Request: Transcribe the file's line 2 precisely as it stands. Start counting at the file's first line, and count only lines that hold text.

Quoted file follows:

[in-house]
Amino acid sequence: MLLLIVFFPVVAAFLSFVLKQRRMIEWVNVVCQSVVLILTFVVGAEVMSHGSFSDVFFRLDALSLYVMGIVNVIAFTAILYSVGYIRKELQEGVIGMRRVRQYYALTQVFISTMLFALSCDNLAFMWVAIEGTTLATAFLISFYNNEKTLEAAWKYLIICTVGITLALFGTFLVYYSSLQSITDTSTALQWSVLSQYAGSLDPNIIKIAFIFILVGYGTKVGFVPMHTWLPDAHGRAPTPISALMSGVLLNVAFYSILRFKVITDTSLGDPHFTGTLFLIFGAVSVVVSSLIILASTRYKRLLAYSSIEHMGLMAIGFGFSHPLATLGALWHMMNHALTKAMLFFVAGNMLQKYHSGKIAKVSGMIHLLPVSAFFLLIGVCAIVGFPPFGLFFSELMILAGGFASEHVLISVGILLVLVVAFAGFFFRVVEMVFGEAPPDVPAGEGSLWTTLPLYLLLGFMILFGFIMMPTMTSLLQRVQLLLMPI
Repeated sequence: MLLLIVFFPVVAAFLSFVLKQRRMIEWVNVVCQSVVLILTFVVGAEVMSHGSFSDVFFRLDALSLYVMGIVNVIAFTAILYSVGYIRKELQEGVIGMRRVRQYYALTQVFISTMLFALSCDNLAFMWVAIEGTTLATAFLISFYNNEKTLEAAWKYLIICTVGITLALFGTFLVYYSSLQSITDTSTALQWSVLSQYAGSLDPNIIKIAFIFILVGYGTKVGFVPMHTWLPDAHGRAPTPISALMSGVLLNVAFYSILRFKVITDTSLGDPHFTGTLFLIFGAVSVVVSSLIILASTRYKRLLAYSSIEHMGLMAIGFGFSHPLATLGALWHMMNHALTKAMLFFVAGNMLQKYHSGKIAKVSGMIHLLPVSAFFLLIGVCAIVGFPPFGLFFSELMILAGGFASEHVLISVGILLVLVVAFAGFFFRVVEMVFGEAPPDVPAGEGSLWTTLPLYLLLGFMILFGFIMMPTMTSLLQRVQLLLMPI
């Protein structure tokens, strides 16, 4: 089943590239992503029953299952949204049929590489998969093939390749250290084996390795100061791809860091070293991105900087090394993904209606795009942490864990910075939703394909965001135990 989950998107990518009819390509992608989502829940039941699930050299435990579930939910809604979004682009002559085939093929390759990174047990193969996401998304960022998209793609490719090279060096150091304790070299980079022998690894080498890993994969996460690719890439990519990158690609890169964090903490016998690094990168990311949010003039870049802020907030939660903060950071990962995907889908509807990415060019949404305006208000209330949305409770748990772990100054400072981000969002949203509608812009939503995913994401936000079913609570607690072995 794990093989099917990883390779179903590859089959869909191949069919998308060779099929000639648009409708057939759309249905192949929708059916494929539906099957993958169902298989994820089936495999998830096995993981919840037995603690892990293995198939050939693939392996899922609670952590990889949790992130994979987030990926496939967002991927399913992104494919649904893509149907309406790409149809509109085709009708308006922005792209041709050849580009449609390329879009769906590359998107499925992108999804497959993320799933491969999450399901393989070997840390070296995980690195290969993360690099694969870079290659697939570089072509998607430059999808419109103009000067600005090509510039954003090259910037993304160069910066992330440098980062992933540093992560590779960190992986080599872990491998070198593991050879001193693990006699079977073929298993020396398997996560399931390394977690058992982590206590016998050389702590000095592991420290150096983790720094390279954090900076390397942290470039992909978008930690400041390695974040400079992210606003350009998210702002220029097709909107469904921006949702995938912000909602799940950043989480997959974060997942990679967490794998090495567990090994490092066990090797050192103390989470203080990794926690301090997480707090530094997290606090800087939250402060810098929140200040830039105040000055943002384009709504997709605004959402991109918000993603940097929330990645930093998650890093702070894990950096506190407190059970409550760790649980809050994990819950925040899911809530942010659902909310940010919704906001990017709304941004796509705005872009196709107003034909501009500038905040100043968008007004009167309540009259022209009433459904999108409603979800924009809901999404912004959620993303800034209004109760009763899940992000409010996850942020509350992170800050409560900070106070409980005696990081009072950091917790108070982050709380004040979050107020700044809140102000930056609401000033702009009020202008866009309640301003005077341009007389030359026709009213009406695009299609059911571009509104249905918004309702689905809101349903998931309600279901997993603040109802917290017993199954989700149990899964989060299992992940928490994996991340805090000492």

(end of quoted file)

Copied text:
Amino acid sequence: MLLLIVFFPVVAAFLSFVLKQRRMIEWVNVVCQSVVLILTFVVGAEVMSHGSFSDVFFRLDALSLYVMGIVNVIAFTAILYSVGYIRKELQEGVIGMRRVRQYYALTQVFISTMLFALSCDNLAFMWVAIEGTTLATAFLISFYNNEKTLEAAWKYLIICTVGITLALFGTFLVYYSSLQSITDTSTALQWSVLSQYAGSLDPNIIKIAFIFILVGYGTKVGFVPMHTWLPDAHGRAPTPISALMSGVLLNVAFYSILRFKVITDTSLGDPHFTGTLFLIFGAVSVVVSSLIILASTRYKRLLAYSSIEHMGLMAIGFGFSHPLATLGALWHMMNHALTKAMLFFVAGNMLQKYHSGKIAKVSGMIHLLPVSAFFLLIGVCAIVGFPPFGLFFSELMILAGGFASEHVLISVGILLVLVVAFAGFFFRVVEMVFGEAPPDVPAGEGSLWTTLPLYLLLGFMILFGFIMMPTMTSLLQRVQLLLMPI